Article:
Female foxes (vixens) mate once a year during the mating season, from mid-June to the end of July. Foxes generally form social groups only during the breeding season. These social groups consist of a dominant male and female together and several subordinate females who don’t produce litters themselves but help rear the young of the dominant female instead. Male and female foxes form monogamous pairs during this time.

After a gestation period of approximately 53 days, the vixen gives birth to a litter of 4 to 6 blue-grey coloured babies, called kits. The vixen remains in the den for the first two weeks after the birth of her kits to feed and protect them. During this time, the male fox brings her food and regurgitates it to feed her. At about two weeks, the vixen leaves her kits alone in their den while she goes hunting. When the kits are about three weeks old, they start consuming regurgitated food that their mother provides them. Kits begin to make their first tentative moves out of the den when they are about five weeks old, and when they are about nine weeks old, they abandon the den and start to live on the surface. At about three months of age, they start hunting for small prey and are entirely independent by about nine months and set out to establish themselves in new home ranges of their own. Young foxes reach sexually mature in 9-10 months and are ready in time for the next mating season.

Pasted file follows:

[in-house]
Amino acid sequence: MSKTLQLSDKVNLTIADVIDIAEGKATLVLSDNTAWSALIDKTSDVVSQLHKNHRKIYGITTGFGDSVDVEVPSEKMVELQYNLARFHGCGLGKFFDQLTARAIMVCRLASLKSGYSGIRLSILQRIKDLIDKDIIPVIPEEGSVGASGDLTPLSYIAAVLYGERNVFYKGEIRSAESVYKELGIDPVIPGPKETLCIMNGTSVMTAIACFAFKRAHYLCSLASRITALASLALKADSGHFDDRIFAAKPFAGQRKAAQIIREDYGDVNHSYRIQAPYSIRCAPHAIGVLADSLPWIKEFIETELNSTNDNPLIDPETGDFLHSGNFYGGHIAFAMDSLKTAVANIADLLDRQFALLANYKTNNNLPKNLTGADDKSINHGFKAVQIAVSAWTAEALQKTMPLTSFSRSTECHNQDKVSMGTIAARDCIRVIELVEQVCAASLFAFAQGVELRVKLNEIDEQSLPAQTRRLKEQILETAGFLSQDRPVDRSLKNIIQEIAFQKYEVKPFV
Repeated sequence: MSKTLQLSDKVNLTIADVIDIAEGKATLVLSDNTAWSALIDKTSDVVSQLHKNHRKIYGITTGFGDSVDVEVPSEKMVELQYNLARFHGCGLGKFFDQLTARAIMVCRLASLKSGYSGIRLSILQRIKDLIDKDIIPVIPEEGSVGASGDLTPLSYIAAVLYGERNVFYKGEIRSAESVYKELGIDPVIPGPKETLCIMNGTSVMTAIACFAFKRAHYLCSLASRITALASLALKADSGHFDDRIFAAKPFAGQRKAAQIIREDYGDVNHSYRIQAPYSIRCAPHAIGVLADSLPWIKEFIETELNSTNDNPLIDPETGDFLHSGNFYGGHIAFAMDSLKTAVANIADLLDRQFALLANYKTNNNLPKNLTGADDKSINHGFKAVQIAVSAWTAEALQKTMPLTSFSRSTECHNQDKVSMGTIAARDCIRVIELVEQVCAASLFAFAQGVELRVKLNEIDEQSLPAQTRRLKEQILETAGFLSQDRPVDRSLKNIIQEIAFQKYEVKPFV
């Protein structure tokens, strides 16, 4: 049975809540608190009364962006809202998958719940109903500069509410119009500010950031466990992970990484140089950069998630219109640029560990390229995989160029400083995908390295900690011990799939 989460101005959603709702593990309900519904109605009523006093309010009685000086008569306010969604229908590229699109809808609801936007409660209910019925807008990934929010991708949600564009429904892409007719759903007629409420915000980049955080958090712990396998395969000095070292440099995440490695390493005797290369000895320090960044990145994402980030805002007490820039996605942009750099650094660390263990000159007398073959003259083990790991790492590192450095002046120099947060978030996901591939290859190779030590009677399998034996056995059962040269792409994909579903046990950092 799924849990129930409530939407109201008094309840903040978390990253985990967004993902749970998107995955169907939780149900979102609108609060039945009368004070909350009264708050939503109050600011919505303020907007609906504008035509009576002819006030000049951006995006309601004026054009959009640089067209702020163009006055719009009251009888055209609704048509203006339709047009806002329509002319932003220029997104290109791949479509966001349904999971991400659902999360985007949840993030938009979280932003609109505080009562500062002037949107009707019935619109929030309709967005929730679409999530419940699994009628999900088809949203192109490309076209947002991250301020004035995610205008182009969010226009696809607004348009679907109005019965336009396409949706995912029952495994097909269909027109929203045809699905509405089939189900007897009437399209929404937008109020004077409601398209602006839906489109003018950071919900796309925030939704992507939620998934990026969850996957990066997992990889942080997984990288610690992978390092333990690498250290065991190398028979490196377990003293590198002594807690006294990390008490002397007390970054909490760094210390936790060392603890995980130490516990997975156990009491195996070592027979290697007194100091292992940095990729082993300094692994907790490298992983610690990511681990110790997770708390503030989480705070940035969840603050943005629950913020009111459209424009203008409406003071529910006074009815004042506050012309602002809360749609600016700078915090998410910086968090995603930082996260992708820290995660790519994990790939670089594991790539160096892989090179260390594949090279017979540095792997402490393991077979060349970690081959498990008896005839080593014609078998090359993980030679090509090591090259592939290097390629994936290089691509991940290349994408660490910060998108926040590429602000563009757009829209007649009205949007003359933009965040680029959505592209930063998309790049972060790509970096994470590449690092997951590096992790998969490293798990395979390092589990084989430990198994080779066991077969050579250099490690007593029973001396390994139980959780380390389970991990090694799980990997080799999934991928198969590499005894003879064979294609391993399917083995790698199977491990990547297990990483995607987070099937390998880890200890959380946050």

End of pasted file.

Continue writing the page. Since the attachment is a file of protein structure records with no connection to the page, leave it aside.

The average life expectancy of a fox is between 2 to 3 years.


Red Fox in Australia

How Did Red Foxes get to Australia? Who Introduced Red Foxes to Australia?

Photo: The sport of fox hunting

The European red fox (Feral foxes) was first introduced into Tasmania, Australia in 1833  for the sport of fox hunting. These animals did not survive in their new environment because the native Tasmanian Devil, found only on this island, out-competed the fox. In 1855 foxes were again introduced near Melbourne, Victoria, by wealthy pastoralists for the recreational sport of fox hunting. In 1871 additional foxes were released in Geelong and Ballarat.

Tasmanian Devil Outfoxed the Fox

The fox has never established itself in Tasmania. It seems that the more aggressive Tasmanian Devil found there outfoxed the fox by out-competing it as a hunter and scavenger, including digging up and consuming the fox's cached food supply. This is a rare example where a native Australian animal has succeeded against an introduced one.